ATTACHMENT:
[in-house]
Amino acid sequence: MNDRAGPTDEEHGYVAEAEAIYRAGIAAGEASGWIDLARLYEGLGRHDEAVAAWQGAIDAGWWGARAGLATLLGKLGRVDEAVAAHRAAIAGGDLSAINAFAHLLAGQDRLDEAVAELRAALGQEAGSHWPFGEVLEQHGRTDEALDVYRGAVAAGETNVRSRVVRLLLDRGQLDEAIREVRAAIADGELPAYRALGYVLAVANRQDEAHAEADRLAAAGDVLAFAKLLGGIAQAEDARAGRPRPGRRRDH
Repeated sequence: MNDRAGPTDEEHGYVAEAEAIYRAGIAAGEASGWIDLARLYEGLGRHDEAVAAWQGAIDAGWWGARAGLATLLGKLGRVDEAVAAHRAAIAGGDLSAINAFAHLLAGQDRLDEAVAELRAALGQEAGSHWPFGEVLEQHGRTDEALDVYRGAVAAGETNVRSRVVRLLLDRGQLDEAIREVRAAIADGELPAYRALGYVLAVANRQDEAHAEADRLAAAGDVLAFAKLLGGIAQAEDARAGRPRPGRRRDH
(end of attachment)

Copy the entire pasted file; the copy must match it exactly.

[in-house]
Amino acid sequence: MNDRAGPTDEEHGYVAEAEAIYRAGIAAGEASGWIDLARLYEGLGRHDEAVAAWQGAIDAGWWGARAGLATLLGKLGRVDEAVAAHRAAIAGGDLSAINAFAHLLAGQDRLDEAVAELRAALGQEAGSHWPFGEVLEQHGRTDEALDVYRGAVAAGETNVRSRVVRLLLDRGQLDEAIREVRAAIADGELPAYRALGYVLAVANRQDEAHAEADRLAAAGDVLAFAKLLGGIAQAEDARAGRPRPGRRRDH
Repeated sequence: MNDRAGPTDEEHGYVAEAEAIYRAGIAAGEASGWIDLARLYEGLGRHDEAVAAWQGAIDAGWWGARAGLATLLGKLGRVDEAVAAHRAAIAGGDLSAINAFAHLLAGQDRLDEAVAELRAALGQEAGSHWPFGEVLEQHGRTDEALDVYRGAVAAGETNVRSRVVRLLLDRGQLDEAIREVRAAIADGELPAYRALGYVLAVANRQDEAHAEADRLAAAGDVLAFAKLLGGIAQAEDARAGRPRPGRRRDH